I tried the handkäs on it’s own after our trip to the supermarket and it tasted the way heel balm smells. Now I am quite curious and, well, nervous, to try it ‘mit musik’. The official version is that ‘mit musik’ refers to the sauce. The unofficial version is that ‘mit musik’ is the flatulence that is caused by all the chopped onions.
The sauce of vinegar, oil, onions and cumin makes all the difference to the balmy taste of the cheese and the flavourful ‘bauernbrot’ is a perfect companion. ‘Handkäs’ is completely fat free and therefore quite healthy. The ‘grüne soße’ is a light mixture of yoghurt and herbs. I prefer to eat it with my Frankfurter sausage (which tastes more or less the same here as anywhere else) than the traditional way, having never really been a fan of eating potato and eggs together. We wash it all down with the fresh taste of ‘äbbelwoi’, while recalling memories of previous adventures.
I wanted to try my hand at baking the traditional Frankfurter cream cake for dessert but when Caroline phoned her mom to get the recipe, Mrs Braun exclaimed that ‘it’s really old-fashioned and so not cool!’ and suggested that we make ‘bethmannchen’ instead. Yet we don’t end up making the Frankfurter marzipan sweets, or any other dessert for that matter.
Which is a good thing because by the time we finish the food and the wine, we are so feasted out that there is not a spot left for a sweet tooth. I guess that will have to wait for another visit.
The first time I went to Frankfurt I planned to merely spend one night there, round up my German friends and then travel with them to other, more interesting, parts of Europe.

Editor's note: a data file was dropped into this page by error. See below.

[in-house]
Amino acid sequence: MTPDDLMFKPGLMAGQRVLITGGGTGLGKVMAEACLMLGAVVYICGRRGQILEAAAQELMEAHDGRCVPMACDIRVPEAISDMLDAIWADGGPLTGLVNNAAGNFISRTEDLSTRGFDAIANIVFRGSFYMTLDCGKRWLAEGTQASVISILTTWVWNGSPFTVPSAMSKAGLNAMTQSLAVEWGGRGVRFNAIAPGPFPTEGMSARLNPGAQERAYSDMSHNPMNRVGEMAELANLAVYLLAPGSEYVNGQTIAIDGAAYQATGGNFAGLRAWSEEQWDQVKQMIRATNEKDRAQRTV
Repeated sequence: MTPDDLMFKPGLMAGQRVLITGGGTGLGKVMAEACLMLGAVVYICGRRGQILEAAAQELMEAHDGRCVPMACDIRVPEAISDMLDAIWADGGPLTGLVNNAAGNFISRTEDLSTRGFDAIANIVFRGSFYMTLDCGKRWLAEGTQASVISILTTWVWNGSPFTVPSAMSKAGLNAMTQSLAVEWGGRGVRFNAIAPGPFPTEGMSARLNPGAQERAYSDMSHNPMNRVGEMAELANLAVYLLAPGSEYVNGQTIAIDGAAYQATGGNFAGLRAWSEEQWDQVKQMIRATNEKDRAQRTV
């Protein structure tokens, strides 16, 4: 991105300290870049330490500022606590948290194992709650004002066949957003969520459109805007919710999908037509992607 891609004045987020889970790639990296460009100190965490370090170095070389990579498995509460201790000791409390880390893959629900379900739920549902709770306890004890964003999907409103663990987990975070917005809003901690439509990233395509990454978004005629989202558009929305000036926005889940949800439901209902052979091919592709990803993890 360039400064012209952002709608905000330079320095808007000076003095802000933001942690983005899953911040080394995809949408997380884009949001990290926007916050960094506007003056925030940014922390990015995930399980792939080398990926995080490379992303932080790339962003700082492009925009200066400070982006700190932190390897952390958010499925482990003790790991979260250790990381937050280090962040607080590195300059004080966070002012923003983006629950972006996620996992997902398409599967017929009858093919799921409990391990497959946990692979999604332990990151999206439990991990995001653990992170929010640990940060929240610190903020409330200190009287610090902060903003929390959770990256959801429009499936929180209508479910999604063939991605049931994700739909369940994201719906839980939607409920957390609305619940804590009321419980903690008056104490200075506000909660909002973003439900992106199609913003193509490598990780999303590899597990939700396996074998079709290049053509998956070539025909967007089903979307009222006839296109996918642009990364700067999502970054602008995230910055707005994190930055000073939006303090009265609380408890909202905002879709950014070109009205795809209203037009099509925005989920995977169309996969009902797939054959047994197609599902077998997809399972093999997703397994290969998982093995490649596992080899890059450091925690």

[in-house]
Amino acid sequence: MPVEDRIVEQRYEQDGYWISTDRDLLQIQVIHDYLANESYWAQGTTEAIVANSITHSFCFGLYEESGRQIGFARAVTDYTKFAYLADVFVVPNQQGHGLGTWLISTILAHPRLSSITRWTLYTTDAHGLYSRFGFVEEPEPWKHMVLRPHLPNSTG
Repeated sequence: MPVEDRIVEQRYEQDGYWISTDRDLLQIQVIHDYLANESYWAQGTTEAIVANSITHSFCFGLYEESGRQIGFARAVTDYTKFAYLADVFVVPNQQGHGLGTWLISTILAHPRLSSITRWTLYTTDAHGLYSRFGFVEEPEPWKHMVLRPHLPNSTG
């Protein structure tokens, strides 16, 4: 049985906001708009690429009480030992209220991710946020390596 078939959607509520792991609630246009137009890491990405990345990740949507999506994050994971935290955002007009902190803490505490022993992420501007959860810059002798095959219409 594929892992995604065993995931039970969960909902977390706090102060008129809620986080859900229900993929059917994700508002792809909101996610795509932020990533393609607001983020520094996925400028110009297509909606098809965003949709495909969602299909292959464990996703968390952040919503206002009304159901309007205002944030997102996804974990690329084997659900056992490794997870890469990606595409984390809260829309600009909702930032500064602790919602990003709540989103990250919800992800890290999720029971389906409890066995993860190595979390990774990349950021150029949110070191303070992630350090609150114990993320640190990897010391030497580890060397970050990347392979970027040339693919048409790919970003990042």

That night my Frankfurter friends, Caroline and Susi, took me to a little tavern for my first taste of apple wine, or ‘äbbelwoi’ (pronounced ‘ebbelwoi’ - fast and slurry if you want to talk like a local). Given a choice between sweet and bitter apple wine, I chose the latter and expected cider. Yet the flavour of real apples surprised my tastebuds and the dryness tickled my tongue. That one night ended up lingering in my mouth and left me wanting more.
This time around I am making sure that I get to sample all the local delicacies that Frankfurt has to offer. Susi offers to take me to Rewe (the supermarket) soon after my arrival. I grab a freshly baked ‘bredzel’ from the bakery on the way and devour it in an instant, almost getting driven over by a cyclist for walking on the wrong side of the sidewalk.
I am all eyes when we reach the supermarket, enchanted by the ‘feldsalad’ (seasonal salad leaves) and ‘mini cresse’ (looks like miniature watercress and tastes like horseradish). Susi insists on introducing me to a local cheese called ‘handkäs’. I choose some Frankfurter sausages, curious to find out whether they taste any different in their place of origin. In the dairy aisle I find beautiful glass bottles filled with milk and yoghurt. The Germans are obsessed with food safety, which explains the glass option as opposed to plastic.
In fact, the Germans are so dedicated to food ethics that they are struggling to keep up with organic food supplies. Just down the road from Rewe is an equally big and way more expensive bio supermarket called Basic. It sells everything from mushrooms to mascara, in organic form.
We fill up two big shopping bags at Rewe and just like that we are ready to prepare a German feast.